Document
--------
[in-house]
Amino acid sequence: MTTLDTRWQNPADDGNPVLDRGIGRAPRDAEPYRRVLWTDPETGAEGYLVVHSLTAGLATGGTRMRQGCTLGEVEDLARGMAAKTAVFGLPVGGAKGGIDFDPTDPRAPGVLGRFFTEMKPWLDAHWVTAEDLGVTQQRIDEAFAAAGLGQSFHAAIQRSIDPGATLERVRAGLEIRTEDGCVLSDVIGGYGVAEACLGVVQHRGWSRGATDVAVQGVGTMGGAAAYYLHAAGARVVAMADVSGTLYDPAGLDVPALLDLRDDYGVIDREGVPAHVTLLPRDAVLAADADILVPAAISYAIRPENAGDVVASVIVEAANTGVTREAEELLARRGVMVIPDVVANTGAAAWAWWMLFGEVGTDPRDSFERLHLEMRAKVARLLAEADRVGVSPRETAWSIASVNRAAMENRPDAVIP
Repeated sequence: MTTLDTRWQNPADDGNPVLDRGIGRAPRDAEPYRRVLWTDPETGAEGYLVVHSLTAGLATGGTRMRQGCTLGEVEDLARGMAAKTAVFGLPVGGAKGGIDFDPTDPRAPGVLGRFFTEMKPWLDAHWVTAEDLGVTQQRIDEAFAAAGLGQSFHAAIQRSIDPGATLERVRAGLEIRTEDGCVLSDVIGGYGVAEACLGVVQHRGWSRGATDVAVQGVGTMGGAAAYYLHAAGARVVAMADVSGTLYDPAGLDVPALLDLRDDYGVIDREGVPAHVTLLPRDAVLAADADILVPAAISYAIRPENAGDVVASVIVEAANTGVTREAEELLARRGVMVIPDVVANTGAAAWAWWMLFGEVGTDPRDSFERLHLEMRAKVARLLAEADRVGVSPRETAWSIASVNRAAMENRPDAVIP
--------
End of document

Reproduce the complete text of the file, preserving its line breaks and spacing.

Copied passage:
[in-house]
Amino acid sequence: MTTLDTRWQNPADDGNPVLDRGIGRAPRDAEPYRRVLWTDPETGAEGYLVVHSLTAGLATGGTRMRQGCTLGEVEDLARGMAAKTAVFGLPVGGAKGGIDFDPTDPRAPGVLGRFFTEMKPWLDAHWVTAEDLGVTQQRIDEAFAAAGLGQSFHAAIQRSIDPGATLERVRAGLEIRTEDGCVLSDVIGGYGVAEACLGVVQHRGWSRGATDVAVQGVGTMGGAAAYYLHAAGARVVAMADVSGTLYDPAGLDVPALLDLRDDYGVIDREGVPAHVTLLPRDAVLAADADILVPAAISYAIRPENAGDVVASVIVEAANTGVTREAEELLARRGVMVIPDVVANTGAAAWAWWMLFGEVGTDPRDSFERLHLEMRAKVARLLAEADRVGVSPRETAWSIASVNRAAMENRPDAVIP
Repeated sequence: MTTLDTRWQNPADDGNPVLDRGIGRAPRDAEPYRRVLWTDPETGAEGYLVVHSLTAGLATGGTRMRQGCTLGEVEDLARGMAAKTAVFGLPVGGAKGGIDFDPTDPRAPGVLGRFFTEMKPWLDAHWVTAEDLGVTQQRIDEAFAAAGLGQSFHAAIQRSIDPGATLERVRAGLEIRTEDGCVLSDVIGGYGVAEACLGVVQHRGWSRGATDVAVQGVGTMGGAAAYYLHAAGARVVAMADVSGTLYDPAGLDVPALLDLRDDYGVIDREGVPAHVTLLPRDAVLAADADILVPAAISYAIRPENAGDVVASVIVEAANTGVTREAEELLARRGVMVIPDVVANTGAAAWAWWMLFGEVGTDPRDSFERLHLEMRAKVARLLAEADRVGVSPRETAWSIASVNRAAMENRPDAVIP